Jessner solution is a combination of a variety of keratolytic components that has been in use for the past 100 years for the treatment of inflammatory and comedonal acne vulgaris and hyperkeratotic skin disorders. Amongst chem exfoliating agents, chemical peels with Jessner solution has one of the most intense keratolytic actions, as it starts by decreasing corneocyte cohesion in the stratum corneum layer, which later progresses to inter- and intracellular edema at the upper epidermis layer as Jessner solution is applied over a longer period of time. The endpoint at which to terminate the peel is erythema with either blotchy frosting or uniform frosting. It is important to note that chemical peels with Jessner solution are made of 14% salicylic acid, and this can be absorbed systemically, which, when absorbed in excess, can lead to salicylism. Although the risk for salicylism is low, there is still an inherent possibility of it occurring if the treatment process was done on a large area. Extra care must be taken to avoid this. Early manifestations of salicylism include tinnitus, dizziness, and headaches. Although these symptoms can resolve on their own, salicylism can be fatal later on as salicylic acid levels build up. Increase water intake to resolve the symptoms more quickly. Other active components of chemical peels with Jessner solution are 14% resorcinol and 14% lactic acid.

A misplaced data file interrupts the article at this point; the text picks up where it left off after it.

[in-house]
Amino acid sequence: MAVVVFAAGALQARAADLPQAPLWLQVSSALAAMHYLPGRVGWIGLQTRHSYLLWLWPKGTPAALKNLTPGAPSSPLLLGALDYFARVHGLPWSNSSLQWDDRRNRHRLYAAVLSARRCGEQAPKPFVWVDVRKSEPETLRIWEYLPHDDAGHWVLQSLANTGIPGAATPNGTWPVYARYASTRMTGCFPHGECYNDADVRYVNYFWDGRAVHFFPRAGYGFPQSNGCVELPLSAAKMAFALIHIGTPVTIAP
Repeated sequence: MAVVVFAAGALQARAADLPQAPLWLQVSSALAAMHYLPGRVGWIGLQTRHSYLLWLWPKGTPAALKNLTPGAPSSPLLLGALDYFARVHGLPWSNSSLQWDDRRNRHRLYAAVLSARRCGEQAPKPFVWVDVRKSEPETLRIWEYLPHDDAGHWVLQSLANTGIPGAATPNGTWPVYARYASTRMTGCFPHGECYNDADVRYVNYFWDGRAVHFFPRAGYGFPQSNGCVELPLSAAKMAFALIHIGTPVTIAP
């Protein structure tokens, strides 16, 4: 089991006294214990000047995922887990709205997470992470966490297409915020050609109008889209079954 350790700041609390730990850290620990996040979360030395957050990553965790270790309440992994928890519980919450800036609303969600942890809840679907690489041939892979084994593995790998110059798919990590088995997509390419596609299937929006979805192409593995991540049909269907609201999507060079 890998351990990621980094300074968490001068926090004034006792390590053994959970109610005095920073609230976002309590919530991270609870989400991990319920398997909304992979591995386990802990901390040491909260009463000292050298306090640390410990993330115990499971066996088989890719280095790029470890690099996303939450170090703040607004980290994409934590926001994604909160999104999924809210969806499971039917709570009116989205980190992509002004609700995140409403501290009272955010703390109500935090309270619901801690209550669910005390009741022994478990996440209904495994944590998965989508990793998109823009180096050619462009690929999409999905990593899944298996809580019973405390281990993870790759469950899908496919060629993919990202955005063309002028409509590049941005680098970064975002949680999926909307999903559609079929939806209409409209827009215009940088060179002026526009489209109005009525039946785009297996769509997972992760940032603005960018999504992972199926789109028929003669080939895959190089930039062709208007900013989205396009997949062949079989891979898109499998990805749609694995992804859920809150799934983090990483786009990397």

Beta-hydroxy acids